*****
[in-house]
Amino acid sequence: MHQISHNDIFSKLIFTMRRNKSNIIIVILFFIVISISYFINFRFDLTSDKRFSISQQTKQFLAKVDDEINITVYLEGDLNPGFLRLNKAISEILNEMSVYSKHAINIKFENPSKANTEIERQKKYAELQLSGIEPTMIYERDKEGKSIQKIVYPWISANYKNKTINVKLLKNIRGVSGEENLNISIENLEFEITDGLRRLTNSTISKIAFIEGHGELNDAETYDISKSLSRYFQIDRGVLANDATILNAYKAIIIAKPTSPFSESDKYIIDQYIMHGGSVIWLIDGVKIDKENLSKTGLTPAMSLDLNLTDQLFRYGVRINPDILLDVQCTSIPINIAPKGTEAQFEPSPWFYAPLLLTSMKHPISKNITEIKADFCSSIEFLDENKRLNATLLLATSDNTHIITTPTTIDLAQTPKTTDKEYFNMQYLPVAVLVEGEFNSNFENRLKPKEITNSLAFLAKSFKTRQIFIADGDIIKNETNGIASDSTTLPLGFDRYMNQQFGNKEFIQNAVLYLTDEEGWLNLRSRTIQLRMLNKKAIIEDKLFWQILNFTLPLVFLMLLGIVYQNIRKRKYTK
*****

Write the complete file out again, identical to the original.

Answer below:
[in-house]
Amino acid sequence: MHQISHNDIFSKLIFTMRRNKSNIIIVILFFIVISISYFINFRFDLTSDKRFSISQQTKQFLAKVDDEINITVYLEGDLNPGFLRLNKAISEILNEMSVYSKHAINIKFENPSKANTEIERQKKYAELQLSGIEPTMIYERDKEGKSIQKIVYPWISANYKNKTINVKLLKNIRGVSGEENLNISIENLEFEITDGLRRLTNSTISKIAFIEGHGELNDAETYDISKSLSRYFQIDRGVLANDATILNAYKAIIIAKPTSPFSESDKYIIDQYIMHGGSVIWLIDGVKIDKENLSKTGLTPAMSLDLNLTDQLFRYGVRINPDILLDVQCTSIPINIAPKGTEAQFEPSPWFYAPLLLTSMKHPISKNITEIKADFCSSIEFLDENKRLNATLLLATSDNTHIITTPTTIDLAQTPKTTDKEYFNMQYLPVAVLVEGEFNSNFENRLKPKEITNSLAFLAKSFKTRQIFIADGDIIKNETNGIASDSTTLPLGFDRYMNQQFGNKEFIQNAVLYLTDEEGWLNLRSRTIQLRMLNKKAIIEDKLFWQILNFTLPLVFLMLLGIVYQNIRKRKYTK